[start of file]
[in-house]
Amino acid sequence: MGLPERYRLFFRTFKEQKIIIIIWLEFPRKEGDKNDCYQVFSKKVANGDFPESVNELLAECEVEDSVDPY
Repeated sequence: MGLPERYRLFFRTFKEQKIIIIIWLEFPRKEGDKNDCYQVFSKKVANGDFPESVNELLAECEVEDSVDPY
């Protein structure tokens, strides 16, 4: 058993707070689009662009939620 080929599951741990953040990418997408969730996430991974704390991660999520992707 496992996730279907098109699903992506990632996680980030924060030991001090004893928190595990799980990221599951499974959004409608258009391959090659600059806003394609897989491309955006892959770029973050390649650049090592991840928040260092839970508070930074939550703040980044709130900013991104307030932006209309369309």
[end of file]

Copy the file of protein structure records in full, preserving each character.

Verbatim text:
[in-house]
Amino acid sequence: MGLPERYRLFFRTFKEQKIIIIIWLEFPRKEGDKNDCYQVFSKKVANGDFPESVNELLAECEVEDSVDPY
Repeated sequence: MGLPERYRLFFRTFKEQKIIIIIWLEFPRKEGDKNDCYQVFSKKVANGDFPESVNELLAECEVEDSVDPY
């Protein structure tokens, strides 16, 4: 058993707070689009662009939620 080929599951741990953040990418997408969730996430991974704390991660999520992707 496992996730279907098109699903992506990632996680980030924060030991001090004893928190595990799980990221599951499974959004409608258009391959090659600059806003394609897989491309955006892959770029973050390649650049090592991840928040260092839970508070930074939550703040980044709130900013991104307030932006209309369309």